This article was written in September 2019 before the Covid-19 crisis hit Africa’s tourist industry. For a summary of how the pandemic has hit the sector read Coronavirus shuts down Africa’s tourist industry
Africa now has the world’s second fastest growing tourist industry as travel to the continent becomes cheaper and easier, while governments drive business tourism with new initiatives.
Travel and tourism remained a key driver of the African economy in 2018, accounting 8.1% of GDP, and contributing $194.2 billion to the region’s economy, a new report by African e-commerce company Jumia found.
The region’s tourism industry grew at a rate of 5.6% in 2018, second only to Asia Pacific, according to Jumia’s 2019 Hospitality Report. This compares to a global growth rate of 3.9% annually.
Around 67 million tourists flocked to Africa in 2018, a record 7% increase from 63 million arrivals in 2017 and 58 million in 2016.
From the souks of Marrakech to the quaint vineyards of the Cape, the top African tourist spots were Morocco and South Africa, with around 10 and 11 million arrivals per year.
More relaxed visa rules in Ethiopia coupled with improved transport infrastructure gave their tourist industry a staggering 48.6% boost in 2018, raking in a total of $7.4 billion.
The majority of foreign visitors were holiday-makers with 71% of tourist spending across the continent spent on leisure activities.
A new itinerary
The report also attributes burgeoning tourism numbers to a slew of government initiatives, especially in Kenya, Rwanda and South Africa to drive business tourism to the continent.
These include tourism development strategies such as MICE, where countries arrange events such as meetings, incentives, conferences and exhibitions to attract international business.
Yet Africa as a whole still occupies only a small slice of the international tourism market accounting for 62.9m (or about 5.1%) of the 1.2bn global tourism arrivals in 2016, according to a separate report by the Africa Tourism Monitor compiled by the African Development Bank.
As hotels cancel deals for new new developments and ‘clean their pipelines’, the hotel development industry is also slowing down, with pipeline activity dropping to 276 hotels with 45,861 rooms in 2019, down from 418 hotels with 76,322 rooms in 2018.
The airline making the most money in African skies was flagship UAE carrier Emirates, which earned over $837 million in 2018 with popular flights from Johannesburg, Cairo, Cape Town and Mauritius.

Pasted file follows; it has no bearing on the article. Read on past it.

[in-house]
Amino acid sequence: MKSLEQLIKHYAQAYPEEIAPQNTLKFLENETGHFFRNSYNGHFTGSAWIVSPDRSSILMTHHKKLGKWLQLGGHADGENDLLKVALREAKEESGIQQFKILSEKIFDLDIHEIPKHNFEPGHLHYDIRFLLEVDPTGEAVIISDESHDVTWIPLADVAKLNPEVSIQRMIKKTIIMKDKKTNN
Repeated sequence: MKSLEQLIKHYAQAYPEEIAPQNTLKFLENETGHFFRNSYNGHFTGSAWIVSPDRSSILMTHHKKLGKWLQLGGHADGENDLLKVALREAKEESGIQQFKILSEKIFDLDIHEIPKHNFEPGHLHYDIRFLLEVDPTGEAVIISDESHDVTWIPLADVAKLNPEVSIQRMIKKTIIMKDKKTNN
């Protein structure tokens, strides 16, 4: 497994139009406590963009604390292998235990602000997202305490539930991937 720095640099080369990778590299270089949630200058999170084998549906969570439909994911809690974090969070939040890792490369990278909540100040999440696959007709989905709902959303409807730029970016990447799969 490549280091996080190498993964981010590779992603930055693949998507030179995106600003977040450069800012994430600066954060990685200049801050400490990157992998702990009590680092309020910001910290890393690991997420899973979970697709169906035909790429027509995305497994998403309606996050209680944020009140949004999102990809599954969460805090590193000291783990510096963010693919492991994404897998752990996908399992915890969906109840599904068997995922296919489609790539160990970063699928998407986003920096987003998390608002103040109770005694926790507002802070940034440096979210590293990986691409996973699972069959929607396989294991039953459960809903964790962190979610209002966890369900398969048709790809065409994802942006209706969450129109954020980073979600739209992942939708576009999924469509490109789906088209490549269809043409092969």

The most lucrative air route between April 2018 and March 2019 was from South Africa’s largest city Johannesburg to Persian Gulf hub Dubai, which generated $315.6 million in passenger revenues.
During the same period state-owned Angola Airlines and South African Airways were the only two African airlines making the top 10 most profitable air routes in Africa.
Top performing air routes from Luanda to Lisbon earned a cool $231.6 million, while flights from Cape Town to Johannesburg generated $185 million, the report said.
As countries scramble to grab a greater share of the intra-African tourism market, the dawn of Africa’s free trade agreement will give domestic travel a much-needed boost.
Realising the full potential of Africa’s continental free trade area (ACFTA) requires cooperation from all industry players, says Jumia’s Head of Travel Estelle Verdier.
“Governments have to be willing to eliminate visa requirements for African nationals traveling to their countries.”
“Ministries and other responsible partner organizations should create campaigns that will promote their local travel destinations and tourism offerings to attract more regional travellers,” she adds.
That said, African governments have come a long way in making intra-continental travel easier and more affordable.
Initiatives such as the creation of the East Africa Visa programme allowing travellers to apply for a visa online before visiting Uganda, Rwanda and Kenya are making these places evermore attractive to tourists, South African Tourism’s Acting Chief Executive Officer Sthembiso Dlamini said.
“Such collaborations are visionary. It is when we work together, pool our resources, partner and share our best knowledge that we can do much more.“
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